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Muskie rescue at Shabbona Lake

Published: Tuesday, May 14, 2013 8:47 a.m. CDT
Caption
(Curtis Clegg - cclegg@shawmedia.com)
Volunteers used a variety of nets and plastic fencing to capture muskies during a muskie rescue in Indian Creek south of the dam in Shabbona Lake State Park in Shabbona, Ill. on Wednesday, May 8, 2013.
Caption
(Curtis Clegg - cclegg@shawmedia.com)
A volunteer transports a muskie from Indian Creek to a holding tank during a muskie rescue south of the dam in Shabbona Lake State Park in Shabbona, Ill. on Wednesday, May 8, 2013.
Caption
(Curtis Clegg - cclegg@shawmedia.com)
Volunteers form a barrier of fishing nets during a muskie rescue in Indian Creek south of the dam in Shabbona Lake State Park in Shabbona, Ill. on Wednesday, May 8, 2013.
Caption
(Curtis Clegg - cclegg@shawmedia.com)
Clint Sands, owner of the bait shop and restaurant at Shabbona Lake State Park, measures one of the 91 muskies that were netted during a muskie rescue in Indian Creek south of the dam in Shabbona Lake State Park in Shabbona, Ill. on Wednesday, May 8, 2013.

SHABBONA – About 40 volunteers waded in and along the chilly waters of Indian Creek on Wednesday, May 8 to save 23 walleyes and 91 muskellunge, commonly known as muskies.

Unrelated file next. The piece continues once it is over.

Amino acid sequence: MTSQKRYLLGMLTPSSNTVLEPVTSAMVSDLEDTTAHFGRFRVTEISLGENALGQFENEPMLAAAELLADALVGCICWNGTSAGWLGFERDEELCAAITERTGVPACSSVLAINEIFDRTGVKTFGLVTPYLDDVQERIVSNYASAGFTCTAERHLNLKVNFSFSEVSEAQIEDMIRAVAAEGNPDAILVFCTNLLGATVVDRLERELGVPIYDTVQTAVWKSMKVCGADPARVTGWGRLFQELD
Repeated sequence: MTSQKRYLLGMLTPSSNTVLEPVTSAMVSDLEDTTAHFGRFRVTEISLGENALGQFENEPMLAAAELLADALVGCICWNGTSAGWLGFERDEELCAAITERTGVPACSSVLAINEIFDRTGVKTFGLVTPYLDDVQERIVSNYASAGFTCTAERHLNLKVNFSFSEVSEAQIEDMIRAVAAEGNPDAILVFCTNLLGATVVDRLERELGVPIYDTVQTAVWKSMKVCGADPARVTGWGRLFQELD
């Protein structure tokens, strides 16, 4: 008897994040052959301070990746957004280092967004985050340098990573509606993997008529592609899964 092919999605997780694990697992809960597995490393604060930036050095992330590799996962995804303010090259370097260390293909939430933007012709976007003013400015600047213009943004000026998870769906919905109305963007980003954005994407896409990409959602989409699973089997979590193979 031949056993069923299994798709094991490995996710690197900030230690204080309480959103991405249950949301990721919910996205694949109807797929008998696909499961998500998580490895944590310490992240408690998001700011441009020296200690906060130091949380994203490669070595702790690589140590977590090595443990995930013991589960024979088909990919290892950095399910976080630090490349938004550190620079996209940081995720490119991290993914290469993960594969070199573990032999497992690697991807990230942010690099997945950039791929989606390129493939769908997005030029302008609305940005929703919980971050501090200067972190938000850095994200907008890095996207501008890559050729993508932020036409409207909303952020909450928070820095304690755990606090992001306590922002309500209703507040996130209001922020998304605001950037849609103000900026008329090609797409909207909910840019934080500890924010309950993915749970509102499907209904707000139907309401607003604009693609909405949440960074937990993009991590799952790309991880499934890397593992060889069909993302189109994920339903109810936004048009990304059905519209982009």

“I have been doing this for about seven years now,” said Tim Pierce of Oswego. “I grew up on a creek near the Fox River so I have strong ties to the Fox River Valley.”

“What is kind of cool about this is that we corral them and get them back to their home,” Pierce added.

During periods of heavy rain, Shabbona Lake can overflow its southern spillway and the muskies and other fish can be carried into Indian Creek, according to Clint Sands, owner of the restaurant and bait shop at the lake and an organizer of the event.

Using an assortment of handheld nets and lengths of snow fencing, the volunteers slowly walked shoulder-to-shoulder upstream from Shabbona Grove Road toward the dam to catch the muskies and the walleyes that had escaped the lake.

The rescued fish were held in aerated tanks and returned to Shabbona Lake. The longest muskie to be returned to the lake was 44.5 inches and the longest walleye was 23 inches long. The lake is regularly stocked with about a dozen species of fish.

“The lake has a very strong population of muskie, and in fact Shabbona Lake has set four state records for muskie,” said Kerry Novak, superintendent of Shabbona Lake State Park. “They are one of those fish that a lot of people fish exclusively.”

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